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U.S. War Veterans in Need of Help
GAO - veterans.house.gov
May 11, 2006

WASHINGTON May 11, 2006 (AP)— Less than one-quarter of the U.S. military's Iraq and Afghanistan war veterans who show signs of post-traumatic stress are referred for additional mental health treatment or evaluation, a government study finds.

The report released Thursday said about 5 percent of the veterans interviewed after they returned from combat tours appeared at risk for post-traumatic stress disorder. Of those, about 22 percent are referred for more health care.

The Government Accountability Office said the Defense Department cannot guarantee that those who need referrals get them, and there appear to be inconsistencies in how health care workers from the different military services determine who needs a referral.

The investigative arm of Congress found that 9,145 of the 178,664 service members reviewed may have been at risk of combat stress. Also, 2,029 were referred for additional help.

Dr. William Winkenwerder Jr., the assistant secretary of defense for health affairs, disagreed with suggestions that not all veterans who need referrals get them. In a response included in the report, the Pentagon said the clinicians are familiar with combat demands and, in some cases, a medical referral or treatment may prolong symptoms that could disappear naturally.

In a conference call with reporters, Winkenwerder issued a strong defense of the department's programs, which he said are the best the Pentagon has ever offered to returning veterans. He added that there is no correct number of people who should or should not be referred for additional treatment.

Medical experts, said Winkenwerder, can make any number of recommendations, including suggestions that a service member talk to a chaplain or his own medical doctor.

He added that, according to Defense Department surveys, 80 percent of the service members said they were very happy with the services and support provided in the post-deployment screenings.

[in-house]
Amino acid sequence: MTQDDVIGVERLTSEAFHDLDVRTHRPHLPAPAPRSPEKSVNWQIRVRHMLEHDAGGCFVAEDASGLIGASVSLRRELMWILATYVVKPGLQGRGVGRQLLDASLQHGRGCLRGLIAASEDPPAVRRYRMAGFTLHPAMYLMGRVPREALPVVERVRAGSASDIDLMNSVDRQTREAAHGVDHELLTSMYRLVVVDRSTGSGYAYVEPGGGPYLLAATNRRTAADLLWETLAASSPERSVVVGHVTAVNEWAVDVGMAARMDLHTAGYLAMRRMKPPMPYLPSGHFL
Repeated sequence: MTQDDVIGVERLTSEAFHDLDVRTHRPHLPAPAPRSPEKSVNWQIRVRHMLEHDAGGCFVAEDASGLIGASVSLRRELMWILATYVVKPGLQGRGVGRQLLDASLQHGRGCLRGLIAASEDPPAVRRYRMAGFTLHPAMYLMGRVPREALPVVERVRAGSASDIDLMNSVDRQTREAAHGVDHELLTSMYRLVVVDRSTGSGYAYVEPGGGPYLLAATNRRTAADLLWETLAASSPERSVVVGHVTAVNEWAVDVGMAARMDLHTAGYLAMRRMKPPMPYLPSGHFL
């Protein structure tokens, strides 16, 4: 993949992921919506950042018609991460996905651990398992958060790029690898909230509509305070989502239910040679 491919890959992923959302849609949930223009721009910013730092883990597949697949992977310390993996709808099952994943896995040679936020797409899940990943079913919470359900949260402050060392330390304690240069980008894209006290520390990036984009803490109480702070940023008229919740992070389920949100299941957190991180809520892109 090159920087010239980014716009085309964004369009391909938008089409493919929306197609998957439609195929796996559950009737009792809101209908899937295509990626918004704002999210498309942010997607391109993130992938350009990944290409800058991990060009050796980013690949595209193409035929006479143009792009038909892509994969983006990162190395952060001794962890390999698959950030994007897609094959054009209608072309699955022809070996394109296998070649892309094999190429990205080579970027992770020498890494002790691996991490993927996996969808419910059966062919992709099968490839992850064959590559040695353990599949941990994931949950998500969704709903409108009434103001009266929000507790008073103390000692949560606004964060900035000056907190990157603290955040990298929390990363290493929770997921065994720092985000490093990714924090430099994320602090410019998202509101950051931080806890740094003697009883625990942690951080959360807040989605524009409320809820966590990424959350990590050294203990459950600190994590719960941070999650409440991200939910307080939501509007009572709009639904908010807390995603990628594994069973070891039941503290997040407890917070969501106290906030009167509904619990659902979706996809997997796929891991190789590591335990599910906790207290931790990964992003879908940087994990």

Combat stress symptoms may be relieved by rest and a return to normal daily life, the Defense Department said.

Pentagon spokesman Bryan Whitman said the military is making more services available than before for troops returning from war. He said there is less of a stigma for those who decide to seek help and more understanding about the stresses of combat.

The report recommended that the Pentagon determine exactly how health care providers are deciding who needs a referral, to explain why some military services are more likely than others to refer veterans who show signs of post-traumatic stress.

According to the report, the Army and Air Force referred 23 percent, the Navy referred 18 percent, and the Marines referred 15 percent.

During the screening process, service members are asked four questions. If they answer yes to three or four of them, they may be referred for additional mental health evaluation, although most are not.

Health care screeners ask troops returning home whether they had a horrible experience that triggers nightmares; whether they had an experience that they try hard not to think about; whether they are easily startled or constantly on guard; and whether they "feel numb or detached from others" or their activities or surroundings.

Sen. Barbara Boxer, D-Calif., said in a letter to the Army's Surgeon General, Lt. Gen. Kevin Kiley, that the report's figures represent a health care emergency. She asked him to "take immediate steps to rectify this deplorable lack of care for our men and women in uniform and to notify me as soon as possible for your plans in this regard. "

On the Net:

GAO Report: http://veterans.house.gov/democratic/press/109th/pdf/gaoptsd06.pdf

Defense Department: http://www.defenselink.mil

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Original Text